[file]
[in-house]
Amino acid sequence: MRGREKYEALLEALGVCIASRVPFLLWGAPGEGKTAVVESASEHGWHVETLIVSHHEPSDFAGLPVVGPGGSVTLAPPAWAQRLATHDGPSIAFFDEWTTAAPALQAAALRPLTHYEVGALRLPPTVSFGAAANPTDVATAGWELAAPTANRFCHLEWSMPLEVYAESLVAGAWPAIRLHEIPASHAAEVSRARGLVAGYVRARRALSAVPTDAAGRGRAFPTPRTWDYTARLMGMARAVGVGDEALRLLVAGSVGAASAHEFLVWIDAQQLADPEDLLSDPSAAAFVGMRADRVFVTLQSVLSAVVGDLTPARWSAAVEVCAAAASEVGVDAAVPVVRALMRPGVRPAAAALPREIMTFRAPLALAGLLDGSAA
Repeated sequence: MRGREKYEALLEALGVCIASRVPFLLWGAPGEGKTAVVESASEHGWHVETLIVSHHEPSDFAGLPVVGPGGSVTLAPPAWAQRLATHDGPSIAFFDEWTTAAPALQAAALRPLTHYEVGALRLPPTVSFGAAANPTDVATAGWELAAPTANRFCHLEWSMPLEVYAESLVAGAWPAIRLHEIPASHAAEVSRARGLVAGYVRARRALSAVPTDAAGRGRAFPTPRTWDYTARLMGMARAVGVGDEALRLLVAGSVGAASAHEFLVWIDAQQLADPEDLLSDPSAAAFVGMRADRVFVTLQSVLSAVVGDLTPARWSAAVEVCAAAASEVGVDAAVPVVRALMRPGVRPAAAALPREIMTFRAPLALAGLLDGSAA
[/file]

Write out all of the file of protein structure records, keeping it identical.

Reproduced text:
[in-house]
Amino acid sequence: MRGREKYEALLEALGVCIASRVPFLLWGAPGEGKTAVVESASEHGWHVETLIVSHHEPSDFAGLPVVGPGGSVTLAPPAWAQRLATHDGPSIAFFDEWTTAAPALQAAALRPLTHYEVGALRLPPTVSFGAAANPTDVATAGWELAAPTANRFCHLEWSMPLEVYAESLVAGAWPAIRLHEIPASHAAEVSRARGLVAGYVRARRALSAVPTDAAGRGRAFPTPRTWDYTARLMGMARAVGVGDEALRLLVAGSVGAASAHEFLVWIDAQQLADPEDLLSDPSAAAFVGMRADRVFVTLQSVLSAVVGDLTPARWSAAVEVCAAAASEVGVDAAVPVVRALMRPGVRPAAAALPREIMTFRAPLALAGLLDGSAA
Repeated sequence: MRGREKYEALLEALGVCIASRVPFLLWGAPGEGKTAVVESASEHGWHVETLIVSHHEPSDFAGLPVVGPGGSVTLAPPAWAQRLATHDGPSIAFFDEWTTAAPALQAAALRPLTHYEVGALRLPPTVSFGAAANPTDVATAGWELAAPTANRFCHLEWSMPLEVYAESLVAGAWPAIRLHEIPASHAAEVSRARGLVAGYVRARRALSAVPTDAAGRGRAFPTPRTWDYTARLMGMARAVGVGDEALRLLVAGSVGAASAHEFLVWIDAQQLADPEDLLSDPSAAAFVGMRADRVFVTLQSVLSAVVGDLTPARWSAAVEVCAAAASEVGVDAAVPVVRALMRPGVRPAAAALPREIMTFRAPLALAGLLDGSAA